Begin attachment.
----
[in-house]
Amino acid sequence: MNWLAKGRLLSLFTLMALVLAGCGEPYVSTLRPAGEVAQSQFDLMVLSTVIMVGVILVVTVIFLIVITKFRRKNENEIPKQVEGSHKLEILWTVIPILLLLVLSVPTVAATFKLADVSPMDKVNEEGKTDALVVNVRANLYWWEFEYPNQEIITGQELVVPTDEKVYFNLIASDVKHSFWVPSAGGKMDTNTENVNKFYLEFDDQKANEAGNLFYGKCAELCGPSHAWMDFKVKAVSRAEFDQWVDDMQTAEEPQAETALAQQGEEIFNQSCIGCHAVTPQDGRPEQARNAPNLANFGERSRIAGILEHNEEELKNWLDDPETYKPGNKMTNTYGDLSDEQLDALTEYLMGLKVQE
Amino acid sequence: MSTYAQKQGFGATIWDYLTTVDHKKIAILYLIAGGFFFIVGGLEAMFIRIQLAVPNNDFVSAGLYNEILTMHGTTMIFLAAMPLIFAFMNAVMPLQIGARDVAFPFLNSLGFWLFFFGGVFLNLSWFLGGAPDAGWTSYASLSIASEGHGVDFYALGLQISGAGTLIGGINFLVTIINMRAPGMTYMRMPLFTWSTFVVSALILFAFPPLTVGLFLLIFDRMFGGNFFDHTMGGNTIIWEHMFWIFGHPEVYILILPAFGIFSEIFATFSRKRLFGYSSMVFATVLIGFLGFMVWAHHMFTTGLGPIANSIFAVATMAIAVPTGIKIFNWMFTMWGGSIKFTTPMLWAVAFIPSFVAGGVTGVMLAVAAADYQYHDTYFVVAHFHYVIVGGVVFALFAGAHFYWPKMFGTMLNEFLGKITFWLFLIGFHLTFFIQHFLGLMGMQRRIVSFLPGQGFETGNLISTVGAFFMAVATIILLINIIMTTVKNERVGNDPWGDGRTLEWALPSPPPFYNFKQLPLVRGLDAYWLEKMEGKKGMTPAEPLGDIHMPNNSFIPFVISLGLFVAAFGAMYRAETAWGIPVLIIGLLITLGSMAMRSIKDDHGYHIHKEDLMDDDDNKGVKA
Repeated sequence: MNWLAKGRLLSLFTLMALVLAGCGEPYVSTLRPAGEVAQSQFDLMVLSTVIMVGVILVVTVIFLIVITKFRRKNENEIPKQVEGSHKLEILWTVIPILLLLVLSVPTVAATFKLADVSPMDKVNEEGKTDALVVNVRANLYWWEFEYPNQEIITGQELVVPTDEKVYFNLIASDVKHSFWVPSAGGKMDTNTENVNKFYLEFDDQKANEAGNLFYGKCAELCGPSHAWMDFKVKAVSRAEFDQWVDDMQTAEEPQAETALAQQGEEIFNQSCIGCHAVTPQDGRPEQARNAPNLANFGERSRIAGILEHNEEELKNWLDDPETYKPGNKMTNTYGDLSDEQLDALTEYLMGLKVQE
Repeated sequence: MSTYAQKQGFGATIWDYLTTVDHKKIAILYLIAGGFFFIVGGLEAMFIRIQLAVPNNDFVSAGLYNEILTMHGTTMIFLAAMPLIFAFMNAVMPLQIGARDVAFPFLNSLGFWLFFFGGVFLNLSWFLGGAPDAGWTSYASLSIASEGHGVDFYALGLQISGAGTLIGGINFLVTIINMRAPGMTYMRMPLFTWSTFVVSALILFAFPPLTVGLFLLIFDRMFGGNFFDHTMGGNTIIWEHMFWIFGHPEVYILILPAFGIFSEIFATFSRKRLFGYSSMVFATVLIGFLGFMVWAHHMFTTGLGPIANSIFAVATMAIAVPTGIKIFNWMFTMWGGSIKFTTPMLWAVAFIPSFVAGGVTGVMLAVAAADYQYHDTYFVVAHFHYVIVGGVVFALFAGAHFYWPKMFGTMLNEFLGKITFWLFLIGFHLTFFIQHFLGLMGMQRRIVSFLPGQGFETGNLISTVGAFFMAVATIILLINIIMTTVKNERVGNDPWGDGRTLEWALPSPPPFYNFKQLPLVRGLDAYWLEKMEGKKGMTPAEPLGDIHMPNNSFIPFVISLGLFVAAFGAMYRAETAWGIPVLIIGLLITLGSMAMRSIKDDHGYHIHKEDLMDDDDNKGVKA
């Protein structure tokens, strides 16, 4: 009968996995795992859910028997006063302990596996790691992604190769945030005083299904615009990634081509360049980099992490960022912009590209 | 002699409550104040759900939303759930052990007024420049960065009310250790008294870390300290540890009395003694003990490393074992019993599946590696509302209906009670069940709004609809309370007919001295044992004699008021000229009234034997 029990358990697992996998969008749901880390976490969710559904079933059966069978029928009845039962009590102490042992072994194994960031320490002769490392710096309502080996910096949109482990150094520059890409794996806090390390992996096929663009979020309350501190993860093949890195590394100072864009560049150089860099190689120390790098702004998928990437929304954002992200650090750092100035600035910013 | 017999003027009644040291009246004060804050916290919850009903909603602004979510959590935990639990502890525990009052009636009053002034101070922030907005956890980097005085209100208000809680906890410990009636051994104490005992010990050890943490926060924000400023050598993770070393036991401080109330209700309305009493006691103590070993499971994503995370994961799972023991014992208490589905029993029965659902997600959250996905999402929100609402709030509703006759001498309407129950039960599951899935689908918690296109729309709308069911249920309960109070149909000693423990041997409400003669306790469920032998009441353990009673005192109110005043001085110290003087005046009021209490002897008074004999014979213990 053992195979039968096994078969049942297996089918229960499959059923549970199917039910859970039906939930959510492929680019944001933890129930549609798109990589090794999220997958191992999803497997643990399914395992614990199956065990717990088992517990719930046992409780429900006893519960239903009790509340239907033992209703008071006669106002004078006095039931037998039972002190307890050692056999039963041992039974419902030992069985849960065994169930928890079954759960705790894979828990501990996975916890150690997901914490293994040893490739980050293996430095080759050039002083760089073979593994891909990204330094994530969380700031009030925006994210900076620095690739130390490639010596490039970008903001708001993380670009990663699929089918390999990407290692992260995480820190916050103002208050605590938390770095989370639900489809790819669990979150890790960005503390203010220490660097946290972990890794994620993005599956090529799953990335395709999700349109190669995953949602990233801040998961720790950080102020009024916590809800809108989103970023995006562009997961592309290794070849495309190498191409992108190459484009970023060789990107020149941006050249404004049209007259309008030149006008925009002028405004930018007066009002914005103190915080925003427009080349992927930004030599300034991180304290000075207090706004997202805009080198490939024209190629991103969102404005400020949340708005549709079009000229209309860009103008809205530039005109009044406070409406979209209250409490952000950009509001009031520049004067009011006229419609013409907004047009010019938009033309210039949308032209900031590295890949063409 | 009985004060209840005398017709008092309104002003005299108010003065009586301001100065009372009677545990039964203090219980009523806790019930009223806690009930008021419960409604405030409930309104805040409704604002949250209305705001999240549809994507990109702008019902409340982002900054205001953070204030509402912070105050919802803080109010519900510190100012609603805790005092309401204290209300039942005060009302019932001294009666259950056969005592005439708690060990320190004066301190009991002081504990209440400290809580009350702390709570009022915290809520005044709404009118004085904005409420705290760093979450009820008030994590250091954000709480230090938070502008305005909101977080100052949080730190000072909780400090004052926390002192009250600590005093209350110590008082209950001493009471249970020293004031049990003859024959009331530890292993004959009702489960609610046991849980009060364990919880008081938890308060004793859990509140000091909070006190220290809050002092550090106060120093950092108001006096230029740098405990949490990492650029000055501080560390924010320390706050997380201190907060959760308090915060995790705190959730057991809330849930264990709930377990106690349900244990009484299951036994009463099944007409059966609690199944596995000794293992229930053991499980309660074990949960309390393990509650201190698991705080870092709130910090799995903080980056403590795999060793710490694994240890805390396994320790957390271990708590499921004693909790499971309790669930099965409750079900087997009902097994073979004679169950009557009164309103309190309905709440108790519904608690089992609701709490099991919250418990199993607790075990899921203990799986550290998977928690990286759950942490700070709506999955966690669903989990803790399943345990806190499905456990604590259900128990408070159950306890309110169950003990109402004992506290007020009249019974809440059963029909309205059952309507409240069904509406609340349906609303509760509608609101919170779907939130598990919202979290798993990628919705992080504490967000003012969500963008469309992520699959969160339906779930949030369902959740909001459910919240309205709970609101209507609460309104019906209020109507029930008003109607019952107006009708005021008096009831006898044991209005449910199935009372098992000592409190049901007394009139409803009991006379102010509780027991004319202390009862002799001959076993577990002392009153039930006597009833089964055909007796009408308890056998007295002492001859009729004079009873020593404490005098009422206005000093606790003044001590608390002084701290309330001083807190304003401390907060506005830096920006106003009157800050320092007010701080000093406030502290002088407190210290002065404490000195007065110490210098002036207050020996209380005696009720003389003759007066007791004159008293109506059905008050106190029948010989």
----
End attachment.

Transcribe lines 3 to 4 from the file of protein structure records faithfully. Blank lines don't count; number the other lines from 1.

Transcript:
Amino acid sequence: MSTYAQKQGFGATIWDYLTTVDHKKIAILYLIAGGFFFIVGGLEAMFIRIQLAVPNNDFVSAGLYNEILTMHGTTMIFLAAMPLIFAFMNAVMPLQIGARDVAFPFLNSLGFWLFFFGGVFLNLSWFLGGAPDAGWTSYASLSIASEGHGVDFYALGLQISGAGTLIGGINFLVTIINMRAPGMTYMRMPLFTWSTFVVSALILFAFPPLTVGLFLLIFDRMFGGNFFDHTMGGNTIIWEHMFWIFGHPEVYILILPAFGIFSEIFATFSRKRLFGYSSMVFATVLIGFLGFMVWAHHMFTTGLGPIANSIFAVATMAIAVPTGIKIFNWMFTMWGGSIKFTTPMLWAVAFIPSFVAGGVTGVMLAVAAADYQYHDTYFVVAHFHYVIVGGVVFALFAGAHFYWPKMFGTMLNEFLGKITFWLFLIGFHLTFFIQHFLGLMGMQRRIVSFLPGQGFETGNLISTVGAFFMAVATIILLINIIMTTVKNERVGNDPWGDGRTLEWALPSPPPFYNFKQLPLVRGLDAYWLEKMEGKKGMTPAEPLGDIHMPNNSFIPFVISLGLFVAAFGAMYRAETAWGIPVLIIGLLITLGSMAMRSIKDDHGYHIHKEDLMDDDDNKGVKA
Repeated sequence: MNWLAKGRLLSLFTLMALVLAGCGEPYVSTLRPAGEVAQSQFDLMVLSTVIMVGVILVVTVIFLIVITKFRRKNENEIPKQVEGSHKLEILWTVIPILLLLVLSVPTVAATFKLADVSPMDKVNEEGKTDALVVNVRANLYWWEFEYPNQEIITGQELVVPTDEKVYFNLIASDVKHSFWVPSAGGKMDTNTENVNKFYLEFDDQKANEAGNLFYGKCAELCGPSHAWMDFKVKAVSRAEFDQWVDDMQTAEEPQAETALAQQGEEIFNQSCIGCHAVTPQDGRPEQARNAPNLANFGERSRIAGILEHNEEELKNWLDDPETYKPGNKMTNTYGDLSDEQLDALTEYLMGLKVQE